Remember, the Special is only going to be available at the two Brave New Worlds locations in the Philadelphia area. However, if you feel that you can’t live without one, send me an email at firstname.lastname@example.org or tweet me @DGoodman_NBD and I’ll see what I can do.
The Special will be available May 5th.
While SiP was a slice of life, love story type of book, Rachel Rising is straight up horror, and horror done really, really well. The book follows Rachel as she has somehow returned from the dead after being strangled to death and left in a shallow grave. While her friends try to deal with this, a mystery woman no one can see is making a little girl do all kinds of horrible things. And it only gets creepier from there. Issue 6 begins to bring some of the various plot threads together but then has a last page that will make the hair on the back of your neck stand up.
I know, disturbing, right? Who knew Terry Moore was so good at writing horror comics? The plot of Rachel Rising is a multi-layered masterpiece that will have you guessing from page to page, issue to issue.
Then you have Moore’s artwork, which is simply gorgeous. It seems like his storytelling ability has been taken up a notch as the art has a different feeling here than on his other two books. The pacing is much more deliberate and the panels seem to have more room to breathe, almost like he is really taking his time and letting the plot build at it’s own pace.
There is literally nothing on the stands like Rachel Rising. And when you think that Terry Moore still self-published all his work, it really makes you appreciate what he has been able to accomplish. So support creator owned work and go read this book; you will be amazed how good it is.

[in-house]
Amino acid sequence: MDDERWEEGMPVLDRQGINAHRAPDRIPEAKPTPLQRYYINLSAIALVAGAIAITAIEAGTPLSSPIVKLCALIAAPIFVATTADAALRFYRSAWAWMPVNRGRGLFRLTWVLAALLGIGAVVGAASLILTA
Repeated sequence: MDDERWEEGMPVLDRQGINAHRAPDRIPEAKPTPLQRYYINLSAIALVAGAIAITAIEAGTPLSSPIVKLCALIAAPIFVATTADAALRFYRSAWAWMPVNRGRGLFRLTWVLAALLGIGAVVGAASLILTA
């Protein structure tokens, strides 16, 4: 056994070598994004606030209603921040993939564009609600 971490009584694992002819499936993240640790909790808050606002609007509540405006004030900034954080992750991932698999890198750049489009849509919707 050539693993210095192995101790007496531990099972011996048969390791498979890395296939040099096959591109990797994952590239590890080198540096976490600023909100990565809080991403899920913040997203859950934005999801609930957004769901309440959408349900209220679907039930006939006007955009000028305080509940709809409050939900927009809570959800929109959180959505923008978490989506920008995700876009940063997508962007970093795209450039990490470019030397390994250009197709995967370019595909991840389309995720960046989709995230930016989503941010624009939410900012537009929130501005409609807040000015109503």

Part of what I love about it is the old school (pardon the pun) X-Men vibe it has running through it. By returning to the school setting and brining on board a number of younger mutants, the book feels like a fusion of the best of the Chris Claremont and Grant Morrison eras. The person who gets the most credit for making this work is writer Jason Aaron. Wolverine and the X-Men has some of the best dialogue I have read this side of a Brian Michael Bendis comic, combined with stories that would feel right at home during the height of the Chris Claremont period. Plus he has thrown in just enough of the absurd, widescreen feeling of the Morrison comics that the whole thing feels like comfort comics for the soul.
In issue #5 we are given the return of The Brood, a villain very familiar to longtime readers of the X-Men and the most original biology lesson you will ever see. And while the script and story work really well and hit all the right beats, it is the phenomenal art of Nick Bradshaw that really brings it all together. While I enjoyed Chris Bachalo’s work on the first three issues, it at times seemed frantic and a bit unfocused. With Bradshaw, you get page after page of detailed artwork with full backgrounds and solid line work. While his work does remind you a whole lot of Arthur Adams, he definitely has his own style and way of telling a story. I really hope him and Bachalo take alternating arcs on the book. I would hate to not be able to see his version of the X-Men on some kind of a regular basis.
With the coming of the monster Avengers vs. X-Men series this spring/summer, it will almost be impossible to avoid any book with Avengers or X-Men in the title. If they were all as good as Wolverine and the X-Men, I really wouldn’t mind nearly as much.